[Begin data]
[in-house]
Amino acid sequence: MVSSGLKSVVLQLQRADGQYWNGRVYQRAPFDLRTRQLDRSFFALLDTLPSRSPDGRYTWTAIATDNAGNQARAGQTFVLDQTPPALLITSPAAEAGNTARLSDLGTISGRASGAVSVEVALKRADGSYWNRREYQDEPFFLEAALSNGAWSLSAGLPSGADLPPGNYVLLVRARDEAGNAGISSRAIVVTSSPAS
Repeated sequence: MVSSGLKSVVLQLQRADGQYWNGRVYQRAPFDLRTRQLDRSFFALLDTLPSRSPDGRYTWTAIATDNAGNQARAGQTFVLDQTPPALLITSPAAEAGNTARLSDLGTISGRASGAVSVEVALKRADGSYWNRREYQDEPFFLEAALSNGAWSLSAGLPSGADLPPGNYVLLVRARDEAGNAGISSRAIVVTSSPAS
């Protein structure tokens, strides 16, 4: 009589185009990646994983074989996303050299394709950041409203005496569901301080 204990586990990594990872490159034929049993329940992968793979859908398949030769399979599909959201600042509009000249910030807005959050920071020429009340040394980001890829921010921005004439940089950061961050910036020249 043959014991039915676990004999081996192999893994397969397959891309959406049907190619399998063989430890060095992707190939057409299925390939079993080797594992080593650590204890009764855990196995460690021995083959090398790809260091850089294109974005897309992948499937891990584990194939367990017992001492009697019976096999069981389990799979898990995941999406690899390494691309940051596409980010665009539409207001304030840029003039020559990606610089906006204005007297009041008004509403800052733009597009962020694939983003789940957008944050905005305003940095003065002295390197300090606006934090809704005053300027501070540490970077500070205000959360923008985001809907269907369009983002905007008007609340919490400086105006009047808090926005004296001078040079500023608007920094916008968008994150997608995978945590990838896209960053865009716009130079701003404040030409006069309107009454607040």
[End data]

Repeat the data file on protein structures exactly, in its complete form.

[in-house]
Amino acid sequence: MVSSGLKSVVLQLQRADGQYWNGRVYQRAPFDLRTRQLDRSFFALLDTLPSRSPDGRYTWTAIATDNAGNQARAGQTFVLDQTPPALLITSPAAEAGNTARLSDLGTISGRASGAVSVEVALKRADGSYWNRREYQDEPFFLEAALSNGAWSLSAGLPSGADLPPGNYVLLVRARDEAGNAGISSRAIVVTSSPAS
Repeated sequence: MVSSGLKSVVLQLQRADGQYWNGRVYQRAPFDLRTRQLDRSFFALLDTLPSRSPDGRYTWTAIATDNAGNQARAGQTFVLDQTPPALLITSPAAEAGNTARLSDLGTISGRASGAVSVEVALKRADGSYWNRREYQDEPFFLEAALSNGAWSLSAGLPSGADLPPGNYVLLVRARDEAGNAGISSRAIVVTSSPAS
């Protein structure tokens, strides 16, 4: 009589185009990646994983074989996303050299394709950041409203005496569901301080 204990586990990594990872490159034929049993329940992968793979859908398949030769399979599909959201600042509009000249910030807005959050920071020429009340040394980001890829921010921005004439940089950061961050910036020249 043959014991039915676990004999081996192999893994397969397959891309959406049907190619399998063989430890060095992707190939057409299925390939079993080797594992080593650590204890009764855990196995460690021995083959090398790809260091850089294109974005897309992948499937891990584990194939367990017992001492009697019976096999069981389990799979898990995941999406690899390494691309940051596409980010665009539409207001304030840029003039020559990606610089906006204005007297009041008004509403800052733009597009962020694939983003789940957008944050905005305003940095003065002295390197300090606006934090809704005053300027501070540490970077500070205000959360923008985001809907269907369009983002905007008007609340919490400086105006009047808090926005004296001078040079500023608007920094916008968008994150997608995978945590990838896209960053865009716009130079701003404040030409006069309107009454607040």